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I am working on a small research project trying to estimate regression function nonparametrically when I have only one regressor. Basically, I am trying to estimate the regression function $$r(x)=E[Y∣X=x] $$ when I have i.i.d. pairs $(X_i,Y_i)$, $i=1,\ldots,n$.

I looked through the literature and I found that there are two main nonparametric techniques employed:

  • using kernels
  • series estimation using polynomials

My questions are:

  • Are there any any rules of thumb that I shall use when selecting one of these nonparametric procedures?
  • Does either of the above two approaches have some well known statistical or approximation advantages over the other?
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Before talking about the two main factors for the choice between a kernel and a series method, it is important that you think about the intuition behind each method.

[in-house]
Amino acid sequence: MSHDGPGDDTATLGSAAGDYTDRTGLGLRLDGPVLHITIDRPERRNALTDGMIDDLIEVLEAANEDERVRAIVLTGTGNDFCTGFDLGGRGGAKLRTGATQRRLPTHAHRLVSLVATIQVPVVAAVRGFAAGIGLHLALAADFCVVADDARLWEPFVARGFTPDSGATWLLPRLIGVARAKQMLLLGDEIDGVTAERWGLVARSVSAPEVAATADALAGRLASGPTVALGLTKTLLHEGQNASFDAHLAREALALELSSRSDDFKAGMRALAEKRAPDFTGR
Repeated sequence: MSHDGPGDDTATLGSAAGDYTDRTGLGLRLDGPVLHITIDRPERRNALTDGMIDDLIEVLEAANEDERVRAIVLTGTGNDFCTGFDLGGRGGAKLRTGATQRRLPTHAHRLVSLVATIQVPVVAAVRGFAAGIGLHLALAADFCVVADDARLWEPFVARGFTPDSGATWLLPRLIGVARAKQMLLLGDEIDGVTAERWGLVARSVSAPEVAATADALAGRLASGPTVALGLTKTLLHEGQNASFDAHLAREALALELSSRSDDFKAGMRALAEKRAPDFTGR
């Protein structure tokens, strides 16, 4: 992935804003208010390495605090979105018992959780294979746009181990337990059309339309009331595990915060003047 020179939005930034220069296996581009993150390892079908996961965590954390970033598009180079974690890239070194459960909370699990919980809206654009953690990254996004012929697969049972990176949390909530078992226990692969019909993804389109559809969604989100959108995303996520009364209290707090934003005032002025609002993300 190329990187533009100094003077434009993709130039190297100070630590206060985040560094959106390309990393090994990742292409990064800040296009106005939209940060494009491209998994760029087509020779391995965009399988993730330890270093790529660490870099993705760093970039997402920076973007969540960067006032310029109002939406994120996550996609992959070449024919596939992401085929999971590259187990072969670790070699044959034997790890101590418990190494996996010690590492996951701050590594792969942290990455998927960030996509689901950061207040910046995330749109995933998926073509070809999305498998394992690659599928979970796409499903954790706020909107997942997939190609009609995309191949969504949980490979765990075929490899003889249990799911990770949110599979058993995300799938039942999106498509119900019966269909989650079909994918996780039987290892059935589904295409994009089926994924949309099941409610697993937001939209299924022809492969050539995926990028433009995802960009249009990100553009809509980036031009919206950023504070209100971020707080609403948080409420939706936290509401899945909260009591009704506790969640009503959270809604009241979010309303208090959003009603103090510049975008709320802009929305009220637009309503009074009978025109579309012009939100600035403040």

With the kernel method, you are basically calculating locally weighted averages of your data points. Thus, there is kind of a local fitting. In contrast, the series method aims to do kind of a global fitting as the functions (in your case polynomials) usually live on the entire real line.

So when deciding about which method to use, it is crucial to know the characteristics of your data. In particular, the decision depends on (a) outliers in the data and (b) the local scarcity of the data.

(a) Outliers : if you have many outliers in your dataset, it is probably better to use the kernel method as only the local average at a particular outlier point is influenced by that outlier. In comparison, if you would use a series method, that particular outlier influences a whole function (e.g. the coefficient for your $x^2$).

(b) Local scarcity : if there are ranges in your sample for which you do not have a lot of data, it is probably better to use the series method since your functions (again, your polynomials) usually live and hence are fitted on the whole real line. On the contrary, if you were to use the kernel method, the local scarcity of data would deteriorate your estimate in that particular range as the local average is calculated with only a few data points.

In terms of your second question, I would, at least for the approximation advantages, again refer to what I stated above. For statistical advantages such as techniques for asymptotic proofs, the two approaches are just completely different and to my knowledge, there aren't any hard facts about "advantages".

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